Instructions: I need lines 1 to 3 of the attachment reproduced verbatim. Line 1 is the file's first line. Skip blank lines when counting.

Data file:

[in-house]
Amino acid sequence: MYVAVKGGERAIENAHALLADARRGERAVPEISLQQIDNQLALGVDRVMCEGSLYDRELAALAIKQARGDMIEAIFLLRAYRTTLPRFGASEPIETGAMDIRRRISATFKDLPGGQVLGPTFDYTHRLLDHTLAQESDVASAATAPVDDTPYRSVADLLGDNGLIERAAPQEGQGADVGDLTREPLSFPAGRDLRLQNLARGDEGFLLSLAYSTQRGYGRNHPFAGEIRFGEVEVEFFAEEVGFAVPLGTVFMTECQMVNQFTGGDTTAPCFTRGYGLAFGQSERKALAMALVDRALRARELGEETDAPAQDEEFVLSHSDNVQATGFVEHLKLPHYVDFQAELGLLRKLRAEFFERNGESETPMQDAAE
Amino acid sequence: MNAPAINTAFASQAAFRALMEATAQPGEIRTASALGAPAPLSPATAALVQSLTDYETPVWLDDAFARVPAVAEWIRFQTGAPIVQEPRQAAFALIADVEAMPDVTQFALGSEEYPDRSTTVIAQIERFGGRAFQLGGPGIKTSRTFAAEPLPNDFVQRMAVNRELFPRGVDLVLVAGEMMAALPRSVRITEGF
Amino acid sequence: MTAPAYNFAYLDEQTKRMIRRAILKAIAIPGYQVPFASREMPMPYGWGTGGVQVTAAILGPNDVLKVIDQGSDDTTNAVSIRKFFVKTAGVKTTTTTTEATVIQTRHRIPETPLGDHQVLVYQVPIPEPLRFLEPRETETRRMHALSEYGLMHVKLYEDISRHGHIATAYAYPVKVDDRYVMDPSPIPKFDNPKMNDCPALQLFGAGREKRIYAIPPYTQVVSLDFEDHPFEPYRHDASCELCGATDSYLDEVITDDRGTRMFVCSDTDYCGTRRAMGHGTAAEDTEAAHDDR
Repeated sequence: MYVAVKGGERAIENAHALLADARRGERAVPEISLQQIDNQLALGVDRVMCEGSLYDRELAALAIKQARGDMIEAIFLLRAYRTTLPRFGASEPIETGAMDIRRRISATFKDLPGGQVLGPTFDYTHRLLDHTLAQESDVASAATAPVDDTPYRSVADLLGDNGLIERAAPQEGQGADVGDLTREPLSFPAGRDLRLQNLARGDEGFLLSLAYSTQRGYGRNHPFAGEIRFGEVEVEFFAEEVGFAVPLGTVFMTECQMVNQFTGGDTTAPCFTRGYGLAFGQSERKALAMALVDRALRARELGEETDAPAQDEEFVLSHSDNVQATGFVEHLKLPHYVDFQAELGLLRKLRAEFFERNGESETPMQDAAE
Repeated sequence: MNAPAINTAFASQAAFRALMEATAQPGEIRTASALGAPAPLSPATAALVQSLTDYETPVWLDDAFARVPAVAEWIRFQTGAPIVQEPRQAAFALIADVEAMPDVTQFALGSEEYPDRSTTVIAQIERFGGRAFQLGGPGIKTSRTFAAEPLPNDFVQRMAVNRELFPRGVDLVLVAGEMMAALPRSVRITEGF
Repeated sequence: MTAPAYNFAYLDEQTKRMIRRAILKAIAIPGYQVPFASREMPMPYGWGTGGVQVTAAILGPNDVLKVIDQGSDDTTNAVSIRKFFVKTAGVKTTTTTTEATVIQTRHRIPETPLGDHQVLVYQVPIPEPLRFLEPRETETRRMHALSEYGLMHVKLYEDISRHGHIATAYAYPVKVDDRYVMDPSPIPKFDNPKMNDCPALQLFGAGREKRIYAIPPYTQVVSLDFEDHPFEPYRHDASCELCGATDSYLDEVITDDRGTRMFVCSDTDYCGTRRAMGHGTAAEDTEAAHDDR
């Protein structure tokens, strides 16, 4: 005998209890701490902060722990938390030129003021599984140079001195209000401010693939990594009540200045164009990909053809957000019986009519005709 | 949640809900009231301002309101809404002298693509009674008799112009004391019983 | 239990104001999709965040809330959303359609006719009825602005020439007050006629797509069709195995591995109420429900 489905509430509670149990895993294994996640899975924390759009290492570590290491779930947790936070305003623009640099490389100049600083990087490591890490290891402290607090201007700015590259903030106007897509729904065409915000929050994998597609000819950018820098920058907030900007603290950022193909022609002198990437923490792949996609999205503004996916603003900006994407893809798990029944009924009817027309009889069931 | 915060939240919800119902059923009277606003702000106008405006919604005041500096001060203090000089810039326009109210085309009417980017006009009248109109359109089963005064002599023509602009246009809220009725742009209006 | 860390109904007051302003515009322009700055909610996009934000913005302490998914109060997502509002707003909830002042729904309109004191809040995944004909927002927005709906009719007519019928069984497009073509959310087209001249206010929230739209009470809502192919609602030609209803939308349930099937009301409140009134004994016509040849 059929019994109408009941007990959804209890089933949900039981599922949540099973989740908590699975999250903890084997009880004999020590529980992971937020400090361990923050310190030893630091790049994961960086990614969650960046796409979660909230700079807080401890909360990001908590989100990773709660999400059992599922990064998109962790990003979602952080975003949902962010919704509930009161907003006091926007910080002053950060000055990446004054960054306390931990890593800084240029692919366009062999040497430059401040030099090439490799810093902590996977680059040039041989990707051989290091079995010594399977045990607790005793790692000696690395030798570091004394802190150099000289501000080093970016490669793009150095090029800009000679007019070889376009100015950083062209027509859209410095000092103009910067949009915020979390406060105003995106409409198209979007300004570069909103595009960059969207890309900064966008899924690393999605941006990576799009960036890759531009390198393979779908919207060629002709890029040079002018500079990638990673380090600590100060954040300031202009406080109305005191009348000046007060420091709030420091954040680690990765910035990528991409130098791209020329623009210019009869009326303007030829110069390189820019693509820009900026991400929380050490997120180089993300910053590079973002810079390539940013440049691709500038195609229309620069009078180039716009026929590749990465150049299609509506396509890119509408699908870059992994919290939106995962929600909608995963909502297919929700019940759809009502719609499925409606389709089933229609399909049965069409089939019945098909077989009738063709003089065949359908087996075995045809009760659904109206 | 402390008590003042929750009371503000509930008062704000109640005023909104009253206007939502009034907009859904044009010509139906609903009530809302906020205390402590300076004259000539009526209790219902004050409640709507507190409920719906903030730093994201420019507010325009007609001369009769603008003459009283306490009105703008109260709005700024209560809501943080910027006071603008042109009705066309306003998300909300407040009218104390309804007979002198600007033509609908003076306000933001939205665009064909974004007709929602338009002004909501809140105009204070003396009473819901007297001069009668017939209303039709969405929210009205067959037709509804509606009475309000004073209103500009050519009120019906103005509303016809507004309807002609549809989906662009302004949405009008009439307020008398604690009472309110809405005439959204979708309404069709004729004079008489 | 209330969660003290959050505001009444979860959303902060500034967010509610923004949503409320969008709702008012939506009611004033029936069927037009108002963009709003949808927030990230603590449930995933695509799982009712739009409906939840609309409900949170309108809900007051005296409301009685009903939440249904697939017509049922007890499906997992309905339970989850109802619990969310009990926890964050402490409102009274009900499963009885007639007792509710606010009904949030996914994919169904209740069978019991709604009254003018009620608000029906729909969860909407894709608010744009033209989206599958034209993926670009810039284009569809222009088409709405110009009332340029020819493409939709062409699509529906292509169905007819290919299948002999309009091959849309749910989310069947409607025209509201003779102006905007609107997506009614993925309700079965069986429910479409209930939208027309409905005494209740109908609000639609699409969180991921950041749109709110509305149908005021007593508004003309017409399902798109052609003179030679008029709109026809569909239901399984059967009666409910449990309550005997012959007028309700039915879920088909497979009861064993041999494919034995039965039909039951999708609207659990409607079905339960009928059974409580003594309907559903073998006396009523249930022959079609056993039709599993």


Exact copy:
[in-house]
Amino acid sequence: MYVAVKGGERAIENAHALLADARRGERAVPEISLQQIDNQLALGVDRVMCEGSLYDRELAALAIKQARGDMIEAIFLLRAYRTTLPRFGASEPIETGAMDIRRRISATFKDLPGGQVLGPTFDYTHRLLDHTLAQESDVASAATAPVDDTPYRSVADLLGDNGLIERAAPQEGQGADVGDLTREPLSFPAGRDLRLQNLARGDEGFLLSLAYSTQRGYGRNHPFAGEIRFGEVEVEFFAEEVGFAVPLGTVFMTECQMVNQFTGGDTTAPCFTRGYGLAFGQSERKALAMALVDRALRARELGEETDAPAQDEEFVLSHSDNVQATGFVEHLKLPHYVDFQAELGLLRKLRAEFFERNGESETPMQDAAE
Amino acid sequence: MNAPAINTAFASQAAFRALMEATAQPGEIRTASALGAPAPLSPATAALVQSLTDYETPVWLDDAFARVPAVAEWIRFQTGAPIVQEPRQAAFALIADVEAMPDVTQFALGSEEYPDRSTTVIAQIERFGGRAFQLGGPGIKTSRTFAAEPLPNDFVQRMAVNRELFPRGVDLVLVAGEMMAALPRSVRITEGF